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Airbnb Sues Its Hometown Over Rental Rules

"This is an unprecedented step for Airbnb, and one we do not take lightly"

USA
An Airbnb logo in an illustration on June 8. — REUTERS
Jun 28, 2016 at 7:12 AM ET

Airbnb filed a lawsuit against its hometown, San Francisco, over legislation requiring people who list rentals on the site to register with the city.

The law, which goes into effect next month and also applies to other companies in the business of short-term rentals, requires that Airbnb ensure hosts on its site have city-issued registration numbers. The company will be forced to remove unregistered hosts, or face fines of $1,000 a day for every host who fails to register.

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Airbnb says the ordinance violates the First Amendment, as well as Communications Decency Act, which prevents authorities from holding companies liable for content others post on their website, and the Stored Communications Act, focused on protecting privacy related to digital communications.

“While we have attempted to work with the City on sensible, lawful alternatives to this flawed new ordinance, we regret that we are forced to now ask a federal court to intervene in this matter,” the company said in a blog post on Monday. “This is an unprecedented step for Airbnb, and one we do not take lightly, but we believe it’s the best way to protect our community of hosts and guests.”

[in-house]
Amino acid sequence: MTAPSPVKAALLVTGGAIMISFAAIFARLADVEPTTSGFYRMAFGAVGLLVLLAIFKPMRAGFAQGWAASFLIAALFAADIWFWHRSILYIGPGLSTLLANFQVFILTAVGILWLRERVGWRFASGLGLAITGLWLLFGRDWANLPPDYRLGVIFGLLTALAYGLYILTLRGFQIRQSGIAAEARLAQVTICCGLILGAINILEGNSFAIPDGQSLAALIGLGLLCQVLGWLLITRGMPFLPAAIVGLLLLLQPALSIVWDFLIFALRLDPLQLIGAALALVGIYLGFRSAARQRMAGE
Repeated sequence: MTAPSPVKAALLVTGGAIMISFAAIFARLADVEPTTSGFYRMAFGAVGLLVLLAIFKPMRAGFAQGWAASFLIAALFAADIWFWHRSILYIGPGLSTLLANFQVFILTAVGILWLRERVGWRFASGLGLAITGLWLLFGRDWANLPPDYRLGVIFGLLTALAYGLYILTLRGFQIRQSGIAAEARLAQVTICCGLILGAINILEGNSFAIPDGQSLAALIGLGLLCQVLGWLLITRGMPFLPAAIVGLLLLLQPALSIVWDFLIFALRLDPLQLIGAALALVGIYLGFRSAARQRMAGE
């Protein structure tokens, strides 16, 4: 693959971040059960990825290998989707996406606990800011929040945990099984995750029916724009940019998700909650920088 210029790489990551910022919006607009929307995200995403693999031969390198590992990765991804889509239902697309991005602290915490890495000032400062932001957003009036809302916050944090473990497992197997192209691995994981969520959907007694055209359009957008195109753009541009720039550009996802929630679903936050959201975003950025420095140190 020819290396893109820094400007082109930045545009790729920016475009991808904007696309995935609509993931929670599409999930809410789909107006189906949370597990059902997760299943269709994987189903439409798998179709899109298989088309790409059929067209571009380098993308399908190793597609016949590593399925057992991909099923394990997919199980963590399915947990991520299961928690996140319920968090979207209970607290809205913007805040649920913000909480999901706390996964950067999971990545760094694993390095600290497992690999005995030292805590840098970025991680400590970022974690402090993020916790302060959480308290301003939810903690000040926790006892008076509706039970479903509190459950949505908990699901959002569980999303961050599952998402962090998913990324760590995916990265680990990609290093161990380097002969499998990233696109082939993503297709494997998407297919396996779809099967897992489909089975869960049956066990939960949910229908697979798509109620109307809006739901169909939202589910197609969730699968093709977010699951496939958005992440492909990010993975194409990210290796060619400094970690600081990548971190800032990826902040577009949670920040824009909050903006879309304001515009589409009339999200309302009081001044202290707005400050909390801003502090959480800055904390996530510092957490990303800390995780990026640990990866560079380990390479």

David Campos, who co-authored the enforcement legislation and is a member of the city board that approved it, described the law as “a very modest” one. He said that by challenging it, “Airbnb is proving that it wants to play by its own rules, that it believes that it is entitled to something no business has, absolute freedom to operate free of responsibility and oversight,” he told The New York Times. “It’s their way or the highway.”

Matt Dorsey, a spokesman for City Attorney Dennis Herrera, told the San Francisco Chronicle that the law is no different—in principal—from requiring online cigarette and alcohol vendors to verify the ages of their customers. “It’s simply a duty to verify information that’s already required of a regulated business activity,” Dorsey said.